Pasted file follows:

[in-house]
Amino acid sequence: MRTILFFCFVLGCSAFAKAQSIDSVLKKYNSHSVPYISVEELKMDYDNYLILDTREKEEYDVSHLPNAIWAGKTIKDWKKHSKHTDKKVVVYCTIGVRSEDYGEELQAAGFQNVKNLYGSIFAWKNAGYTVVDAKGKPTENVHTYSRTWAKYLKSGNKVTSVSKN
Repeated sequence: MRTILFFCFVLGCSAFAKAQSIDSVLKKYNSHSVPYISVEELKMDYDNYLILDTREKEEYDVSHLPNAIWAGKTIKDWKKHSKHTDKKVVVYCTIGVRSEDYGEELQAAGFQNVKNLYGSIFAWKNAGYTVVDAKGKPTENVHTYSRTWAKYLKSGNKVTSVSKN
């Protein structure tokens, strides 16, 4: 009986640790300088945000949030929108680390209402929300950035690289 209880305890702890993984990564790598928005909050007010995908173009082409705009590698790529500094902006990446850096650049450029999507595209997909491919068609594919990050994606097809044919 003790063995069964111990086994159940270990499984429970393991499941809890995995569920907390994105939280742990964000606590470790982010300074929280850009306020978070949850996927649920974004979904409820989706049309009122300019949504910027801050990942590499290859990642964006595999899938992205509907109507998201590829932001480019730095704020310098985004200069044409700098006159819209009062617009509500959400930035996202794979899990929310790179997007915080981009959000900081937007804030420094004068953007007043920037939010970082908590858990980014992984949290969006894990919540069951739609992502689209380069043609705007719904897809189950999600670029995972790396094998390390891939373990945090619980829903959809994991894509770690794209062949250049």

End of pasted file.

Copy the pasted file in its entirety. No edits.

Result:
[in-house]
Amino acid sequence: MRTILFFCFVLGCSAFAKAQSIDSVLKKYNSHSVPYISVEELKMDYDNYLILDTREKEEYDVSHLPNAIWAGKTIKDWKKHSKHTDKKVVVYCTIGVRSEDYGEELQAAGFQNVKNLYGSIFAWKNAGYTVVDAKGKPTENVHTYSRTWAKYLKSGNKVTSVSKN
Repeated sequence: MRTILFFCFVLGCSAFAKAQSIDSVLKKYNSHSVPYISVEELKMDYDNYLILDTREKEEYDVSHLPNAIWAGKTIKDWKKHSKHTDKKVVVYCTIGVRSEDYGEELQAAGFQNVKNLYGSIFAWKNAGYTVVDAKGKPTENVHTYSRTWAKYLKSGNKVTSVSKN
């Protein structure tokens, strides 16, 4: 009986640790300088945000949030929108680390209402929300950035690289 209880305890702890993984990564790598928005909050007010995908173009082409705009590698790529500094902006990446850096650049450029999507595209997909491919068609594919990050994606097809044919 003790063995069964111990086994159940270990499984429970393991499941809890995995569920907390994105939280742990964000606590470790982010300074929280850009306020978070949850996927649920974004979904409820989706049309009122300019949504910027801050990942590499290859990642964006595999899938992205509907109507998201590829932001480019730095704020310098985004200069044409700098006159819209009062617009509500959400930035996202794979899990929310790179997007915080981009959000900081937007804030420094004068953007007043920037939010970082908590858990980014992984949290969006894990919540069951739609992502689209380069043609705007719904897809189950999600670029995972790396094998390390891939373990945090619980829903959809994991894509770690794209062949250049």